It still exists. Good luck finding it.
Christian environmentalists today are largely obscured by the loud cacophany of Christian Republicans who worship Donald Trump and his overt hatred of the Earth. Here are a couple of Christian environmentalists who stand out against the polluted tide of toxic religion:
- Jim Wallis, founder of Sojourners, who has stood for decades as a voice of Christian conscience.
- Katharine Hayhoe is a climate scientist at Texas Tech University, who believes that Christians should take global climate change very very seriously.
There are others, but you won’t hear about them. If you do a Google search for Christian environmentalism, one of the first hits on your search will be an article from the Christian Broadcasting Network, Pat Robertson’s platform, one of the major sites for the extreme fundamentalist Republican gospel. They report on one Christian pastor who holds services and wants to “defend God’s creation.” They do not have any arguments to show that he is wrong. But they dismiss all Christian environmentalism with this statement at the end: “the new wave of Christian environmentalists are "God's Greens...waging holy war on behalf of an embattled creation. But, critics ask, is this a truly divine cause -- or the devil's work?” By critics, they mean themselves. A 2017 article in Christianity Today gave loyalty to Donald Trump as one of the main reasons that evangelical Christians have stopped supporting environmentalism. The Cornwall Alliance, a group that sounds British, is actually an American evangelical Christian anti-environmental organization; they call environmentalism “the Green Dragon” which must be slayed.
Things have changed a lot since Loren Wilkinson wrote Earthkeeping in the 90’s. I reviewed it back when it first came out, for the American Scientific Affiliation. I have recently looked at the book again. Wilkinson recently retired from the Faculty of Regent College, a Christian institution in Vancouver, an institute and a city that American evangelicals consider ungodly.
Wilkinson said some things that would get him lynched by American evangelicals today. Good thing that he is Canadian, I guess. Among his assertions were the following:
- We need to have fewer kids, because of the Earth’s population explosion. Evangelicals, in contrast, often champion the Quiverfull approach: God said in Genesis 1 that Adam and Eve should have as many kids as possible and “fill the Earth.” They ignore the fact that we have already filled the Earth and that it is now time for us to do something else. God also told Adam and Eve to make clothes for themselves out of animal skins. Does this commandment also apply to us?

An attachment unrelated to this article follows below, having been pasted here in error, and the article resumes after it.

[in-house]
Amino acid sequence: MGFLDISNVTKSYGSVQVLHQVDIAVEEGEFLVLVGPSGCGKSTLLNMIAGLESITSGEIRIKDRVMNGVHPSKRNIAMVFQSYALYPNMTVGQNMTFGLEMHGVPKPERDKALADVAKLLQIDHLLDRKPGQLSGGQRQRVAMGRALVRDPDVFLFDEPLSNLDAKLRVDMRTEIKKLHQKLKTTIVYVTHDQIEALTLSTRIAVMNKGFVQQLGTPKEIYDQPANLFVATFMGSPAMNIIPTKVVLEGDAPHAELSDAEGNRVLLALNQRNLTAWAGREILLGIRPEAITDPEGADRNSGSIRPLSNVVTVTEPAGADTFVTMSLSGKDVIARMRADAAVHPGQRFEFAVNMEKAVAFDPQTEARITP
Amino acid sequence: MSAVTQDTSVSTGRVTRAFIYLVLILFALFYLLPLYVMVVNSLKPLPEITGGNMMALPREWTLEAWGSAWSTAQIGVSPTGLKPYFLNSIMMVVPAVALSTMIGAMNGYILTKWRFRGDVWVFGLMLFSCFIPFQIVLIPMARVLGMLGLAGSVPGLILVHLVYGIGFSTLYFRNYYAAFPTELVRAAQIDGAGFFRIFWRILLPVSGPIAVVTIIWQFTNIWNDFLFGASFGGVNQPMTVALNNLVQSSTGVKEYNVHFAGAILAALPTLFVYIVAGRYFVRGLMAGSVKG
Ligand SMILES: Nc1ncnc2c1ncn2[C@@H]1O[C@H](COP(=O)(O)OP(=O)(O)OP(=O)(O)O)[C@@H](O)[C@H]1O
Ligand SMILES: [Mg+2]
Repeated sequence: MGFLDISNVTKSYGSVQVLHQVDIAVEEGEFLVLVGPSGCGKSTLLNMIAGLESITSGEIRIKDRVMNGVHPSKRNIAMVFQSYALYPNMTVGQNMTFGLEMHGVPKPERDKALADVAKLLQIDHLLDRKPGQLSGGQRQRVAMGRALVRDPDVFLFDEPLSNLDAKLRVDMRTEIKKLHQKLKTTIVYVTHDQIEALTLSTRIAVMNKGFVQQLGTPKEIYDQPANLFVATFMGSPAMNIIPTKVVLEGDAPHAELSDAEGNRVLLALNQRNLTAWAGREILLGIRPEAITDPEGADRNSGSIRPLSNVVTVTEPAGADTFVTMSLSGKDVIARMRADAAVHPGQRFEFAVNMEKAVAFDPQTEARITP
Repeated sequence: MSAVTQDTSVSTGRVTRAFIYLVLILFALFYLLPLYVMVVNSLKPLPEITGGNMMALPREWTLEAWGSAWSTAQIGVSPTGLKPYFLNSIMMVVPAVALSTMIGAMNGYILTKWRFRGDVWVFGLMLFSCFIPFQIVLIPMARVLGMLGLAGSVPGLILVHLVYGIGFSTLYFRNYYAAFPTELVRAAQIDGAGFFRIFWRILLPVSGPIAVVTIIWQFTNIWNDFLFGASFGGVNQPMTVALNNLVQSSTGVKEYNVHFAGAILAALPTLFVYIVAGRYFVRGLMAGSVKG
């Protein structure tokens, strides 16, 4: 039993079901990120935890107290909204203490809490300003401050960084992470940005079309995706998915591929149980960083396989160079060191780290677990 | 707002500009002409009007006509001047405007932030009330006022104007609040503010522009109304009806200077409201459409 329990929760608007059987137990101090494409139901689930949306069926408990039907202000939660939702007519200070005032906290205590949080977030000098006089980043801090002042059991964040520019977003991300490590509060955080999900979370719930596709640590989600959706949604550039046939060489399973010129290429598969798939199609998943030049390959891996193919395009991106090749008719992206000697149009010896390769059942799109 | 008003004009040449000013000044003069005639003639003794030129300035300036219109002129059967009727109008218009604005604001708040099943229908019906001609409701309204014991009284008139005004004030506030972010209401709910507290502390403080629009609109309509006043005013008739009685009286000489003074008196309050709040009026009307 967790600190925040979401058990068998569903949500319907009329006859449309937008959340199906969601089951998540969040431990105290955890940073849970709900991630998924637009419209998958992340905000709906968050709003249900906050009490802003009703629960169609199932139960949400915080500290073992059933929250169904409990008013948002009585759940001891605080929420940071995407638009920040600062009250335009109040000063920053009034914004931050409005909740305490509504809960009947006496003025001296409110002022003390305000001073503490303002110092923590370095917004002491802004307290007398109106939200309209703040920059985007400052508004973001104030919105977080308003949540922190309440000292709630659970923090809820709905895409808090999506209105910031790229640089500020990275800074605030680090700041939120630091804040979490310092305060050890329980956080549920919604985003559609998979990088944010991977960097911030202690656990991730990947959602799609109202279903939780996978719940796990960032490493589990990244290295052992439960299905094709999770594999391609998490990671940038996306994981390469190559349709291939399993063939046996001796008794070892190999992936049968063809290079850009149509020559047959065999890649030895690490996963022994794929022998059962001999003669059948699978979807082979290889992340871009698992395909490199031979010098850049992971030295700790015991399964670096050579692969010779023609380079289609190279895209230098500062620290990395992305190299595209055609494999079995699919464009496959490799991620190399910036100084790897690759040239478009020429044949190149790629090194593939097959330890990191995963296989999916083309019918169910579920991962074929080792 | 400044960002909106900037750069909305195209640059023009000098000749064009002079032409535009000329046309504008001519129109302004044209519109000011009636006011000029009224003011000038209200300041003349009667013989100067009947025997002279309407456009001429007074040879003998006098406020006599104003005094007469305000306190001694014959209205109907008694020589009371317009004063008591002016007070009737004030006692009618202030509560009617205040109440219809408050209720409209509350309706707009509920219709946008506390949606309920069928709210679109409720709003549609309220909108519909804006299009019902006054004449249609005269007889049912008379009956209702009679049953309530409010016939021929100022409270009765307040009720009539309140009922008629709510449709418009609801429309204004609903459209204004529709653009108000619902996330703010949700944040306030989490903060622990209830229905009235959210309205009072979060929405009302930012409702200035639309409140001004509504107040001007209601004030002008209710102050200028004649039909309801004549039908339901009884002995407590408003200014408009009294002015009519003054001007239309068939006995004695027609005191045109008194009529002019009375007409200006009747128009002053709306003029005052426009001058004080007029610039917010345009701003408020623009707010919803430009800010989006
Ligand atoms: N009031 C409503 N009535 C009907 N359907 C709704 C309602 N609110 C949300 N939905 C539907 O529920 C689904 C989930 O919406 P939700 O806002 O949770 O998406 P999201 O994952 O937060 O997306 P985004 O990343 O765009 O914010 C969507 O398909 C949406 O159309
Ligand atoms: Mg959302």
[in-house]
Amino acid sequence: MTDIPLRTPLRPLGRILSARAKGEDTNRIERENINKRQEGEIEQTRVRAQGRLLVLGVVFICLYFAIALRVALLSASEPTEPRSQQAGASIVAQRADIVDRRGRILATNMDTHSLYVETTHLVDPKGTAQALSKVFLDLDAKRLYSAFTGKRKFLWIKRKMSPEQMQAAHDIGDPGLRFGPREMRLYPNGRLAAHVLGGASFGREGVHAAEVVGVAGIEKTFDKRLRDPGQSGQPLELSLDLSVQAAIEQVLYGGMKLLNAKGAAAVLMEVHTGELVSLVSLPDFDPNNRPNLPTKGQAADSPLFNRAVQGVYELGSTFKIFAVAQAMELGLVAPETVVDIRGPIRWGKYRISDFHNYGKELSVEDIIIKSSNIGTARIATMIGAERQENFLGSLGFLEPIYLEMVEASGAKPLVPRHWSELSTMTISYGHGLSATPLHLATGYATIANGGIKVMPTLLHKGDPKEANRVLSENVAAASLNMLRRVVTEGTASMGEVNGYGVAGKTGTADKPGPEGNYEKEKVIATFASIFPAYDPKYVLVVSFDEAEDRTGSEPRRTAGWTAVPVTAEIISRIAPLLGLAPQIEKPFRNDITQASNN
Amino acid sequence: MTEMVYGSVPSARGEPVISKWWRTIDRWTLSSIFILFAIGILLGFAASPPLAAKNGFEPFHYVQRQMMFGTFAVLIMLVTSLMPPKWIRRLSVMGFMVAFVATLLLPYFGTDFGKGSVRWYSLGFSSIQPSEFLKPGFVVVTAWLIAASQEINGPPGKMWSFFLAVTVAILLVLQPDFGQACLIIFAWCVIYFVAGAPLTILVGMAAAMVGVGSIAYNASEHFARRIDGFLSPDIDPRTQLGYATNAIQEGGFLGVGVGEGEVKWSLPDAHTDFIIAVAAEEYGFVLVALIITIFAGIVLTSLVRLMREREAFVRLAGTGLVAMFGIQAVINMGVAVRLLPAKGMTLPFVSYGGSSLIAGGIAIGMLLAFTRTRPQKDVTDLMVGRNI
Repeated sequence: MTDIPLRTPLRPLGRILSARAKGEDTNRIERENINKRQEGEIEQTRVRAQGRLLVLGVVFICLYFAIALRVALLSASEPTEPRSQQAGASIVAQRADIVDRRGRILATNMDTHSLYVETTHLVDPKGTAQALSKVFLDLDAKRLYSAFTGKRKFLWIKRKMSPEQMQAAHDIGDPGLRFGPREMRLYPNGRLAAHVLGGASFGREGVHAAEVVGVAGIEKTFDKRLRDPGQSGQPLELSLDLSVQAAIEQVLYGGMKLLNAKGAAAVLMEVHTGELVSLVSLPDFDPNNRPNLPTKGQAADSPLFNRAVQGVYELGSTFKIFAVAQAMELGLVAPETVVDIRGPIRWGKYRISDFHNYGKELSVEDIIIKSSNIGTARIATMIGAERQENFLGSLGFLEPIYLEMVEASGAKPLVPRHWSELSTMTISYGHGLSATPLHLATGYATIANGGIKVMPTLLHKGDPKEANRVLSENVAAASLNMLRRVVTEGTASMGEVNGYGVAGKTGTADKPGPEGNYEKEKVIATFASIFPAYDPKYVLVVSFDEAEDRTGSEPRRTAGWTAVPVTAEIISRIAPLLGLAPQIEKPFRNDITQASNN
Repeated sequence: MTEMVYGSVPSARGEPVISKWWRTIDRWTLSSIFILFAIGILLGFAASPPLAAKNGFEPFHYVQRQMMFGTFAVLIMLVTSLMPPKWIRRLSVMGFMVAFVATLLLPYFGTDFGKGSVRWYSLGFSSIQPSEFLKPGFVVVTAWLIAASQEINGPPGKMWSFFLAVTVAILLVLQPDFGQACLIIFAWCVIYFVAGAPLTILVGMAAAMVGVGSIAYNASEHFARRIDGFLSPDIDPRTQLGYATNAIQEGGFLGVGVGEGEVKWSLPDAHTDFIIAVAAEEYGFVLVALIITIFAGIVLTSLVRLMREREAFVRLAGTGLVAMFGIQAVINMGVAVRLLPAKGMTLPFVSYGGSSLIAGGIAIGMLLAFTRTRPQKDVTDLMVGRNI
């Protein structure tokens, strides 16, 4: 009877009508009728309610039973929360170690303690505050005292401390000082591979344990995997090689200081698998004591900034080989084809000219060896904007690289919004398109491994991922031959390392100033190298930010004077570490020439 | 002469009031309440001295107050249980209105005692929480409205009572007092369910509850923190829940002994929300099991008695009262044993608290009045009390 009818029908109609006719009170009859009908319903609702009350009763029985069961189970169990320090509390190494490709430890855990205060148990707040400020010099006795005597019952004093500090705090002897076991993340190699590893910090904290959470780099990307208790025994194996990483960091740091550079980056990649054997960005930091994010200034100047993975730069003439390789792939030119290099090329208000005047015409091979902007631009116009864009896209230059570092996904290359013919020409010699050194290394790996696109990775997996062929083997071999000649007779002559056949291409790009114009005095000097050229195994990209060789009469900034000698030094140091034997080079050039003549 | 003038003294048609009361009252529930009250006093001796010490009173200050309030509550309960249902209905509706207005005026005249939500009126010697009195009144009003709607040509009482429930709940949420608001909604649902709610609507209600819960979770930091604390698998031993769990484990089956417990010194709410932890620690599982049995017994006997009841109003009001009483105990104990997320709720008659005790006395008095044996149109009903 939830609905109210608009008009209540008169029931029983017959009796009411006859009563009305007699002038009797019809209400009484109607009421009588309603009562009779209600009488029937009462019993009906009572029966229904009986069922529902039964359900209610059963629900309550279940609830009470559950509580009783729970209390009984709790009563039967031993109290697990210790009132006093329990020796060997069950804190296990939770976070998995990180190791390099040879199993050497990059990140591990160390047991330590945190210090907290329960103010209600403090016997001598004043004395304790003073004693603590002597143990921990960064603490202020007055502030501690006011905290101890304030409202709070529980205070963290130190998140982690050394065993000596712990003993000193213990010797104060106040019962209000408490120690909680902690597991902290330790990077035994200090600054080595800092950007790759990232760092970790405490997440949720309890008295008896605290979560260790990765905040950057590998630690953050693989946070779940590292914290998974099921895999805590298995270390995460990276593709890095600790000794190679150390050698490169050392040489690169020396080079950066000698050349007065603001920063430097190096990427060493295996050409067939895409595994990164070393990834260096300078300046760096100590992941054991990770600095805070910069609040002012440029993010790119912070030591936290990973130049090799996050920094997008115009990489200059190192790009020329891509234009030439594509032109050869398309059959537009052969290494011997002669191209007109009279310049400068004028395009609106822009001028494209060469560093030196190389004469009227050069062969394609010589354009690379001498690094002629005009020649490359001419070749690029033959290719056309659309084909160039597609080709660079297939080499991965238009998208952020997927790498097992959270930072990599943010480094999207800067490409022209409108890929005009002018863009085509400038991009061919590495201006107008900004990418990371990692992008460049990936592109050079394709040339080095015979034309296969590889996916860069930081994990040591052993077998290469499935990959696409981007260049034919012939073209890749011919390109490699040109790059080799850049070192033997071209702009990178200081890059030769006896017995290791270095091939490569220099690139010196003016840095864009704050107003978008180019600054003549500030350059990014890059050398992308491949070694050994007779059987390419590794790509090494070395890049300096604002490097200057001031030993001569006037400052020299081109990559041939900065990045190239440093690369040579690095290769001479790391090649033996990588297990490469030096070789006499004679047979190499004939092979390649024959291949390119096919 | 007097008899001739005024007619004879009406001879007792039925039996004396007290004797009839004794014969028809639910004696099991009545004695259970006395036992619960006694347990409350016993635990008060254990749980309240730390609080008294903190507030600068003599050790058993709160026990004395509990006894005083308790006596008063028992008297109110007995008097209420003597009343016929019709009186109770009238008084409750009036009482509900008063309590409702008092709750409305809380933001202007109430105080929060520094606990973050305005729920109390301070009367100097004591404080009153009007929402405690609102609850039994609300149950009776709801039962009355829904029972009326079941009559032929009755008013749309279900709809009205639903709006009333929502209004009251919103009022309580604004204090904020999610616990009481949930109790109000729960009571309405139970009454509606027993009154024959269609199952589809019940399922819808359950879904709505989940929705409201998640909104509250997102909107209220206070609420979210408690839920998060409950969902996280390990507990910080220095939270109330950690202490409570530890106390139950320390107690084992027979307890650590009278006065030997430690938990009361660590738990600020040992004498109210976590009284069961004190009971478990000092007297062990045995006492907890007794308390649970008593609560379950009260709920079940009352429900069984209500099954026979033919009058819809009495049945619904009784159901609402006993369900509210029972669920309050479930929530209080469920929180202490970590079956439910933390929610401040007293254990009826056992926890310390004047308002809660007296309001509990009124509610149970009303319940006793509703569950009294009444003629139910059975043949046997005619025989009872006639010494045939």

- Christians should honor God’s gift of the Earth by honoring the minerals of the Earth, by recycling them, giving them new life, instead of wasting them. God’s natural world recycles everything; so should we.
- If in fact Earth operates as an integrated system (the Gaia Hypothesis of James Lovelock and Lynn Margulis), Wilkinson considered this to be evidence of God. In contrast, most evangelicals consider Gaia to be paganism.
- The Creator gave independence to creation, and it therefore has its own rights. God never said or intended for the creation to be raw materials for humans to plunder. The Fall of Adam (which evangelicals blame on Eve, and on women in general) created a division between each person and all others, humankind and the Earth, and even divisions within each person—a division Jesus wants to heal.
- Noah’s Ark was a very clear example of God wanting to save at least part of his creation from the destruction of the Flood which God intended as a punishment for human sin. God might have said, I don’t care, Noah, if you don’t like all these species; I command you to give them refuge. The Ark was in complete contradiction to the Tower of Babel, which was the symbol of mankind glorifying itself.
- Humans have dominion over the Earth, but Biblical dominion means for the dominator to bless the dominated. How can this be? A good king is supposed to bless the people, just as Jesus, whom Christians consider to be the ruler of the universe, blesses us. He even went so far as to say that humans should be saviors of Creation just as Jesus is the savior of humans.
- We humans are meant to be stewards of creation, not conquerors. There is no single way that a steward should take care of whatever is in his or her charge. For example, to be stewards of creation does not mean that every bit of natural landscape must be kept intact. Human existence would then be impossible. But it does mean that humans should try as hard as possible to take care of the Creation, and think of creative ways of doing so. In contrast, evangelicals are by and large satisfied with us destroying the Creation.
- Wilkinson said that Christians must study ecology so that they know how to be effective stewards. Not only that, but Christians should participate in protests to save the Earth.
One can always hope that Christians such as Wallis and Hayhoe can turn the tide within the evangelical community. But I, for one, am not anticipating that this will happen soon, within my lifetime, or ever.